Monaco added: “Today, we turned the tables on DarkSide. By going after the entire ecosystem that fuels ransomware and digital extortion attacks — including criminal proceeds in the form of digital currency — we will continue to use all of our tools and all of our resources to increase the cost and consequences of ransomware attacks and other cyber-based attacks.” The deputy attorney general said it was the first of its kind operation by DOJ’s recently launched Ransomware and Digital Extortion Task Force.

The Justice Department said Monday that it had seized 63.7 bitcoins currently valued at roughly $2.3 million after Colonial had paid the hackers approximately 75 bitcoins in early May. The DOJ said that “law enforcement was able to track multiple transfers of bitcoin and identify that approximately 63.7 bitcoins, representing the proceeds of the victim’s ransom payment, had been transferred to a specific address, for which the FBI has the ‘private key,’ or the rough equivalent of a password needed to access assets accessible from the specific Bitcoin address.”

Biden national security adviser Jake Sullivan echoed during a Monday press conference that the Biden administration was considering ransomware attacks to be a national security priority.

Research released last month by the British blockchain analytics firm Elliptic showed that DarkSide had received an estimated $90 million in bitcoin ransom payments over the past nine months from dozens of online victims. The firm said that the average amount that DarkSide received from 47 online victims was approximately $1.9 million.

DOJ officials said Monday that they had identified roughly 90 DarkSide victims from the past year.

Last month, security researchers Intel 471 confirmed that DarkSide had closed down its operations after being cut off from its online servers and having its cryptocurrency wallets forcibly removed. The hackers also blamed “pressure from the U.S.” for shutting down, according to a note from the group obtained by Intel 471.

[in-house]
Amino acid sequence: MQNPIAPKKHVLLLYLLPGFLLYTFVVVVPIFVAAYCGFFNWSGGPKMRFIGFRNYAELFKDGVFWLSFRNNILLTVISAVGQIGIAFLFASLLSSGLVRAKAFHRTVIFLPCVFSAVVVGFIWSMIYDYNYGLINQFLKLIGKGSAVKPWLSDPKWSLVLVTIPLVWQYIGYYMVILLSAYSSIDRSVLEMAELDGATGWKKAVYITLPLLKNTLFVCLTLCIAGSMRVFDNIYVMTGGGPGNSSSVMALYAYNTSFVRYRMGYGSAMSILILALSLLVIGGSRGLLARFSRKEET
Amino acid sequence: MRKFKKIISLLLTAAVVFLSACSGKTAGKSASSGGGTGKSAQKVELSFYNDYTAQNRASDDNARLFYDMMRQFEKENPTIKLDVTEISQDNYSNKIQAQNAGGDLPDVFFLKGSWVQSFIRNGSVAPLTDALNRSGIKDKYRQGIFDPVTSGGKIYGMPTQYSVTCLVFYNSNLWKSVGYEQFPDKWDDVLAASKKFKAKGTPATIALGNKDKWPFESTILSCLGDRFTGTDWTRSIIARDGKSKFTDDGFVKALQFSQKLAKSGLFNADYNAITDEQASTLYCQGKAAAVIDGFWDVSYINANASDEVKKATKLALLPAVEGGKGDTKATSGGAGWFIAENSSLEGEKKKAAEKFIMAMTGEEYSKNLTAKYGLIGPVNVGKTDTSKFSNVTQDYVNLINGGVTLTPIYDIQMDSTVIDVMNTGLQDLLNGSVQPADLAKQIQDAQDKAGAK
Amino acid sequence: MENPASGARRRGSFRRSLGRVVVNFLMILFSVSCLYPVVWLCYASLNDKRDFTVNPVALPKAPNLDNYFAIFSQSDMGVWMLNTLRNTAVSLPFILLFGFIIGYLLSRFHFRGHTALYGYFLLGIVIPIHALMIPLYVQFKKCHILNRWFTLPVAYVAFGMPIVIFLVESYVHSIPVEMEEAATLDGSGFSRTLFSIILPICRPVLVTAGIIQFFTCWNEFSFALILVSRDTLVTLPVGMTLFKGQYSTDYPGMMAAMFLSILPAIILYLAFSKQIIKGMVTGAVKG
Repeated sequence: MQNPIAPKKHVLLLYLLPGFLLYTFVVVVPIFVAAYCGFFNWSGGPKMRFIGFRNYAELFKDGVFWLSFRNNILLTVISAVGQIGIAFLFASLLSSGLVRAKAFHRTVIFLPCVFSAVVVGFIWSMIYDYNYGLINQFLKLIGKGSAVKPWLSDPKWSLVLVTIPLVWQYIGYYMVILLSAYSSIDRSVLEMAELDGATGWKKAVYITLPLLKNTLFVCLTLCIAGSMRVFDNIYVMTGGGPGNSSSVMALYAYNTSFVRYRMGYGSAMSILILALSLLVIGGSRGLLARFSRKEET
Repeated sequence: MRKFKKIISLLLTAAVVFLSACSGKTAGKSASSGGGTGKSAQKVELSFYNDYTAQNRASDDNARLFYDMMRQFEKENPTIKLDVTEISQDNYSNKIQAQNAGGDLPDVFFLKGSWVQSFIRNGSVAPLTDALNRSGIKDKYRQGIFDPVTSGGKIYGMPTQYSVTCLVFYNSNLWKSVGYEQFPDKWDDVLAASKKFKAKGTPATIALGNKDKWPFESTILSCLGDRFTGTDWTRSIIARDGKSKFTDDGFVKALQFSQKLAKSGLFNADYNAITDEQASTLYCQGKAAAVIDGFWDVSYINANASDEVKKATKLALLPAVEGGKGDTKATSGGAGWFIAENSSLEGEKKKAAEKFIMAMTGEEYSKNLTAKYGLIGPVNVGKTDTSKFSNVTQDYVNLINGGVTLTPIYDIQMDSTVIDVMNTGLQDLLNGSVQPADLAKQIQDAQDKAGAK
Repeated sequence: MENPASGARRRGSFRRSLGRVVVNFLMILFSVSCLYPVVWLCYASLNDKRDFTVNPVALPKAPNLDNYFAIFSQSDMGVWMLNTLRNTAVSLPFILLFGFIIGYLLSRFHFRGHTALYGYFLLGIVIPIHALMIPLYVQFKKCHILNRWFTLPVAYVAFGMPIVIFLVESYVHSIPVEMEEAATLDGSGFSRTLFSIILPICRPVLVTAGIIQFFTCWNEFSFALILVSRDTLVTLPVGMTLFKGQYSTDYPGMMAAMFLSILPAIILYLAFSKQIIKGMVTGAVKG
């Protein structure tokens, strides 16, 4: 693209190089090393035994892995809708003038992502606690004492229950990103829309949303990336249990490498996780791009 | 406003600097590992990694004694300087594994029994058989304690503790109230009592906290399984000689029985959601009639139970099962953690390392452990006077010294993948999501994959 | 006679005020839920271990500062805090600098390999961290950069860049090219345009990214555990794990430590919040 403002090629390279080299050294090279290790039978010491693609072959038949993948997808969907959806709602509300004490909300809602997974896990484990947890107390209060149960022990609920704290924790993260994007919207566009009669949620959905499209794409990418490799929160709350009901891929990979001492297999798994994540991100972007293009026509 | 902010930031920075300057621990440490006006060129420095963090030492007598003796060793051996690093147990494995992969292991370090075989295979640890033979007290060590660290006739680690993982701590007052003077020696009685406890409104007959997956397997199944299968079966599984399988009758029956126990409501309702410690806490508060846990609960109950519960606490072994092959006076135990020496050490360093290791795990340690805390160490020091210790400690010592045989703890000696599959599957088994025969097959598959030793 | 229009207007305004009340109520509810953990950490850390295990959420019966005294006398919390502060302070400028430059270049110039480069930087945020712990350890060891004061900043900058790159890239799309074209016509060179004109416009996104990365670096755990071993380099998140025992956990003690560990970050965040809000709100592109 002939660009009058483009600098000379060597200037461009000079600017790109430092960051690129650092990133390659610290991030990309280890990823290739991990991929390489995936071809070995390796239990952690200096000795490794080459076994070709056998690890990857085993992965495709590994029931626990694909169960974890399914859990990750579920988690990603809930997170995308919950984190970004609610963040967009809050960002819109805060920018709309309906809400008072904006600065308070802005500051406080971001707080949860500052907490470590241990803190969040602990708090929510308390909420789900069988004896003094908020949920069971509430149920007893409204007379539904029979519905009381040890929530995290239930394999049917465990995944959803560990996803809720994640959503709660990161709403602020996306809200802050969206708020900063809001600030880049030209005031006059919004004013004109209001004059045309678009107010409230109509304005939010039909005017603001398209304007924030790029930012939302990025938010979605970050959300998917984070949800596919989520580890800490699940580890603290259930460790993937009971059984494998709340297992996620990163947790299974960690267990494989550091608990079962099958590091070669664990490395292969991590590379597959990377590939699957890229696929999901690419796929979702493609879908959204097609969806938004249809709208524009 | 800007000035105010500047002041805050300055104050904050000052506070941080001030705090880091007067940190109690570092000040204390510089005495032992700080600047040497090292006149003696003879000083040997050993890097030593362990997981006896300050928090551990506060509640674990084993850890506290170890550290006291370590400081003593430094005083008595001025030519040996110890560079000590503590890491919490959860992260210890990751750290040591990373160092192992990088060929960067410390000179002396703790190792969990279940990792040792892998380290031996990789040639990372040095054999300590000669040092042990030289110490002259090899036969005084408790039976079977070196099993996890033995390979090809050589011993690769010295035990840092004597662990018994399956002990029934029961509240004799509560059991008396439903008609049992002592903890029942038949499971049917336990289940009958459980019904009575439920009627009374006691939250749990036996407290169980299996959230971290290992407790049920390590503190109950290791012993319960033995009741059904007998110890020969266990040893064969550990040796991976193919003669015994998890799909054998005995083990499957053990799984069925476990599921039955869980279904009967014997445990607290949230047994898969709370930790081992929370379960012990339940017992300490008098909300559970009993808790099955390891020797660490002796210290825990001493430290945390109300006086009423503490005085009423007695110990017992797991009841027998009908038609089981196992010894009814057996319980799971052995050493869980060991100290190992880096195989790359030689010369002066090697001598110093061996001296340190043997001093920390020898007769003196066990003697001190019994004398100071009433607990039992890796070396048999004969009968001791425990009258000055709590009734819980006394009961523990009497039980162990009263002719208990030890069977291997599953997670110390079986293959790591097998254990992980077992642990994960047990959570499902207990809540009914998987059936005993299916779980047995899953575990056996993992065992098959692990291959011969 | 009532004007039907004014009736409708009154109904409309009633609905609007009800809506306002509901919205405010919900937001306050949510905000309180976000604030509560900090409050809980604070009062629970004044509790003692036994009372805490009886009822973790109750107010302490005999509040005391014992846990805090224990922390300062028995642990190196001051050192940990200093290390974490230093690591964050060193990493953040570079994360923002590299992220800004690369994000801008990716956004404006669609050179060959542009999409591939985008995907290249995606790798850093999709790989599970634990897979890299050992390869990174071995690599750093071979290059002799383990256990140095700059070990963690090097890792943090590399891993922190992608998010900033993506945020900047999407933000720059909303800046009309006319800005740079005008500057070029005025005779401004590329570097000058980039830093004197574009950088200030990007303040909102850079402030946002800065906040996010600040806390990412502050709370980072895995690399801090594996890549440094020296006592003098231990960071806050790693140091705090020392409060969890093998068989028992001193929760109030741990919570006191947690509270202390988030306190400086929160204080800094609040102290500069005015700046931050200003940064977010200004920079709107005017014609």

DarkSide released a statement in early May before its website went offline.

“We are apolitical, we do not participate in geopolitics, do not need to tie us with a defined government and look for our motives,” DarkSide said. “Our goal is to make money, and not creating problems for society. From today we introduce moderation and check each company that our partners want to encrypt to avoid social consequences in the future.”

The hacking group claimed it had plans to donate some of its profits to charity, adding, “No matter how bad you think our work is, we are pleased to know that we helped change someone’s life… Today we sended [sic] the first donations.”

Biden signed a new cybersecurity executive order in May, and it named three recent prominent cyberattacks, SolarWinds, Colonial Pipeline, and Microsoft, with a White House fact sheet saying that those “recent cybersecurity incidents … are a sobering reminder that U.S. public and private sector entities increasingly face sophisticated malicious cyber activity from both nation-state actors and cyber criminals.”


The U.S. has said Russian intelligence is behind the SolarWinds hack and that a Russian hacker gang is behind the Colonial Pipeline attack, but the government has not publicly attributed the Microsoft hack to anyone, though cybersecurity experts believe Chinese hackers were behind it.

© 2021 Washington Examiner